12 Jul 2014


    Jurisdiction…you’ve probably heard the term, but what does it mean, how is it determined and how can it impact on the outcome of your case?

    The term jurisdiction basically refers to whether the Court hearing the case has the power to grant the orders which have been requested. The Court might lack this power because the case has been brought in the wrong country, the wrong province, before the wrong level of court, or because the law simply doesn’t provide a means to obtain the order which has been requested.

    In Ontario, our principal court is the Superior Court of Justice. This is a court of inherent jurisdiction which means that judges of this court have the power to make any order they deem appropriate. Other courts and administrative tribunals were created by the enactment of a particular law by Parliament. As a result, these courts can only exercise the powers granted to them by the law under which they were created. For example, the Small Claims Court can only award damages of $25,000 or less. These courts and tribunals were generally created to address a particular problem and have limited power to address other issues. For example, the Landlord and Tenant Board deals only with disputes between residential tenants and their landlords.

    It seems obvious that you have to sue in the right country and province, but sometimes this can get complicated. Suppose a driver from Ontario operating a vehicle registered in Quebec travels to New York State and collides with Japanese driver operating a vehicle rented in Pennsylvania.
    Determining the proper province and country in which to sue depends on the type of dispute. Many contracts say that they will be interpreted in accordance with the law of a particular jurisdiction. This is known as a choice of law provision. The law of the jurisdiction the parties have chosen applies regardless of the nationality of the parties and regardless of where in the world the dispute arises.

    If the dispute involves land, the country in which the land is located will almost always be the appropriate jurisdiction.
    Other factors relevant to deciding which country has jurisdiction are the location of the parties and the location where the events leading to the lawsuit took place.

    Even where the court of a particular country decides that it has jurisdiction over the dispute, this does not mean that the case will necessarily take place there. Each party can request that the case be heard elsewhere because this would be more convenient. The doctrine governing these kinds of requests is called forum non conveniens. In deciding whether to grant a request of this nature, the court would consider the location of the parties, the witnesses and the evidence and whether the courts of the country to which it is proposed the case should be moved would be willing to hear the case.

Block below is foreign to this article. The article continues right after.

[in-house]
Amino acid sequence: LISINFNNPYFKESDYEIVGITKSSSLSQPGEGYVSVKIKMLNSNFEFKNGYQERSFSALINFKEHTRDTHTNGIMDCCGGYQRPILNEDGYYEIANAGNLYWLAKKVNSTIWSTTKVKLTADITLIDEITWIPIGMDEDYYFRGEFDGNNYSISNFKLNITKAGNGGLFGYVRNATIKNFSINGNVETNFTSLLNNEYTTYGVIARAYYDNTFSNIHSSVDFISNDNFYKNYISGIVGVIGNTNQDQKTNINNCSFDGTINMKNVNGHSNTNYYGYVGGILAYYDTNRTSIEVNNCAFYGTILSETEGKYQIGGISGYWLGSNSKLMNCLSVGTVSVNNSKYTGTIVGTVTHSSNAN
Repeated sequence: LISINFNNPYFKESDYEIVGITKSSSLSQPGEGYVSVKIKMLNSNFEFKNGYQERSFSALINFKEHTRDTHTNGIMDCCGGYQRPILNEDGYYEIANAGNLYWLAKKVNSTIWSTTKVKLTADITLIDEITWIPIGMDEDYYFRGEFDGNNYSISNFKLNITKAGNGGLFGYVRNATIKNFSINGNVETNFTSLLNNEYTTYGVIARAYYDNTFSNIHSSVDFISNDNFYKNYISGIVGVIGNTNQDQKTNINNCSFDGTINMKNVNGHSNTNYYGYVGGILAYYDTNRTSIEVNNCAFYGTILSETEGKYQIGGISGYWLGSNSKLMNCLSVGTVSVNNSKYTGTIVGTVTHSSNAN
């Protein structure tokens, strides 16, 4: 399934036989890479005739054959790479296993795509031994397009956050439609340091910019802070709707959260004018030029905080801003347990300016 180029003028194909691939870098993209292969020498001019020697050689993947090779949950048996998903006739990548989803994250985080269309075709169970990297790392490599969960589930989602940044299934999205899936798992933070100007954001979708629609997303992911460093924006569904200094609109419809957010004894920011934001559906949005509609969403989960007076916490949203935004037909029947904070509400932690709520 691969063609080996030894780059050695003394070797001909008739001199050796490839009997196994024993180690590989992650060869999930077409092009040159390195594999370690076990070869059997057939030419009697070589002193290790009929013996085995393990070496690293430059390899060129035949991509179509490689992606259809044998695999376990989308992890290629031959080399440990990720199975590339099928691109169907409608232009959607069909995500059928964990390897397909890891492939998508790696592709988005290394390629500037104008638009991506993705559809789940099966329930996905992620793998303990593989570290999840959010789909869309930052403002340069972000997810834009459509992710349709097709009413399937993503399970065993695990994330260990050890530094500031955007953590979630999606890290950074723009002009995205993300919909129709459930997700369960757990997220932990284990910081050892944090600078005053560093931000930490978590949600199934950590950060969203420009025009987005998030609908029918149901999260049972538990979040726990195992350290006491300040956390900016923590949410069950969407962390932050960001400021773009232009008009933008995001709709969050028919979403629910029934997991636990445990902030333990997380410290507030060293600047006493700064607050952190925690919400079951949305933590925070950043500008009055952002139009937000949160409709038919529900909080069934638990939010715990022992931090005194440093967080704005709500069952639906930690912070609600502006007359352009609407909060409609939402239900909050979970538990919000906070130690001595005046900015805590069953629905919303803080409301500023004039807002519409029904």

Even if Ontario courts do not have jurisdiction over your dispute, you can still enforce a judgment given by the courts of another country in Ontario. For example, say that you own a vacation property in Jamaica and you have a property dispute with your neighbour, who happens to also be from Ontario. Since the property is located in Jamaica, you would have to sue in Jamaica. However, if the court rules in your favour and orders your neighbour to pay $100,000, you could bring this judgment to Ontario and ask an Ontario court to recognize it. In deciding whether to do so, an Ontario court would consider whether the Jamaican court which granted the judgment had proper jurisdiction. Once your judgment is recognized in Ontario, you could use it to recover the damages owing from your neighbour’s wages or by seizing and selling your neighbour’s property, in the same way as if the judgment had been granted in an Ontario court.

    Jurisdiction is a very complex issue. If you have a legal dispute but aren’t sure which country, province or level of court is appropriate, give us a call and we’d be happy to discuss it with you.

    Read 2170 times Last modified on Thursday, 13 August 2020 19:14
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    Walker Law Professional Corporation

    Tanya Walker obtained her law degree from Osgoode Hall at York University in 2005 and her Honours Bachelor of Commerce with a minor in Economics from McMaster University in 2002. She was called to the Ontario Bar in 2006 and created Walker Law a litigation law firm in 2010. Tanya is currently serving a term as Bencher of the Law Society of Ontario; elected by her peers as not only the first Black elected female Bencher from Toronto, in the 220-year history of the Law Society, but also as one of the youngest sitting Benchers.
 Tanya is a frequent speaker on legal issues to the Toronto Community and regularly appears on the CTV Show, Your Morning as a legal expert. She has also been named in the 2017 and 2018 Lexpert Guides as one of the Leading Lawyers to Watch in Corporate/Commercial Litigation and is also the recipient of the 2018 Women’s Business Enterprise of the Year Award.

 Tel: 647-342-2334 ext. 302 
 Email: tanya(at)tcwalkerlawyers.com


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